Statement from the Commissioner regarding the passage of Bill C-13 to modernize the Official Languages Act

For Immediate Release

News releases | Gatineau, Quebec -

The Commissioner of Official Languages, Raymond Théberge, made the following statement following the passage of Bill C-13, entitled An Act to amend the Official Languages Act, to enact the Use of French in Federally Regulated Private Businesses Act and to make related amendments to other Acts:

"After several years of waiting, we can finally celebrate the modernization of the Official Languages Act, which has become a reality today. This important step marks the beginning of a new chapter in the history of official languages, and the modernized Act, which is more robust and better adapted to today's linguistic reality, will play a key role.

Many improvements have been made to the previous version of the Act to help me ensure better compliance and to promote the full vitality of official language minority communities. I now have at my disposal various new tools, such as compliance agreements and orders, to help me, as Commissioner of Official Languages of Canada, ensure better compliance with the Act. These new tools will be implemented gradually, and my team is working to put in place the structures and determine the resources that will be needed to use these new powers as quickly as possible.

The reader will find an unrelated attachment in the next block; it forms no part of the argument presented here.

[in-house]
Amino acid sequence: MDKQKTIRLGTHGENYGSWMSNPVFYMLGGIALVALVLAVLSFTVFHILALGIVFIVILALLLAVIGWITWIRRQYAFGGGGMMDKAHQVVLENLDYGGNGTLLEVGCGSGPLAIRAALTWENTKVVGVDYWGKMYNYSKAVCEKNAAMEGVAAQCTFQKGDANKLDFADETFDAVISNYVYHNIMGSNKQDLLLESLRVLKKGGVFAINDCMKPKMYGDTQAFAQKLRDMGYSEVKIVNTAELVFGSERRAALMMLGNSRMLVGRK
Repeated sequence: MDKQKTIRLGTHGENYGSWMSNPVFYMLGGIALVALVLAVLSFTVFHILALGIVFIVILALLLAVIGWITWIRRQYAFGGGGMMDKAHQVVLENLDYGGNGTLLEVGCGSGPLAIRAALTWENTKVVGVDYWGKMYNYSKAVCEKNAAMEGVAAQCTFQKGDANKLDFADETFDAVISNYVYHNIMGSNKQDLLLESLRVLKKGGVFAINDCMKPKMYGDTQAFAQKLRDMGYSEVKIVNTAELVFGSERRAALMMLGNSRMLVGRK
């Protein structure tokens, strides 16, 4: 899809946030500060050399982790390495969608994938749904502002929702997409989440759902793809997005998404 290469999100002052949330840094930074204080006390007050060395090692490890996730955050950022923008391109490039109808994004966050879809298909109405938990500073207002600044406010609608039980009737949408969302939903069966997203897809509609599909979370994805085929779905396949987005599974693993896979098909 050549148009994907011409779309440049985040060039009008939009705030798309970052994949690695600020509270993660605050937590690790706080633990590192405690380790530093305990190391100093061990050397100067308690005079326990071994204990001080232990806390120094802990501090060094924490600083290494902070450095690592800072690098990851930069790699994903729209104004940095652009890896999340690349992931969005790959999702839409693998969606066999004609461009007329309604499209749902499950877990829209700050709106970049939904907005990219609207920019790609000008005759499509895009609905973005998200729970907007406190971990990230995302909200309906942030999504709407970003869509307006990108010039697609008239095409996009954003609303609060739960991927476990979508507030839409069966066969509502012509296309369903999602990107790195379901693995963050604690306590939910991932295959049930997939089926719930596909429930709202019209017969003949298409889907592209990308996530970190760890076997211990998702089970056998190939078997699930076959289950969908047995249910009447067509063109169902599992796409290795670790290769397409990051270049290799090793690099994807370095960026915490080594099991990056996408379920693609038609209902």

I recognize that the approach chosen by the government in C-13 is raising concerns among English-speaking Quebecers about preserving their language rights. That is why we need to continue to listen to communities and closely monitor the implementation of the modernized Act using specific performance indicators to clearly identify any issues that may arise. Given that there is an obligation to review the Act every 10 years, I’m confident that it can be adjusted to keep it in step with the changes in our linguistic reality and in Canadian society.

From now on, federal institutions must live up to the important social responsibility entrusted to them when the very first version of the Act was adopted in 1969: to offer Canadians services of equal quality in both official languages and to promote linguistic duality, one of the fundamental values on which our society is based, across the country.”

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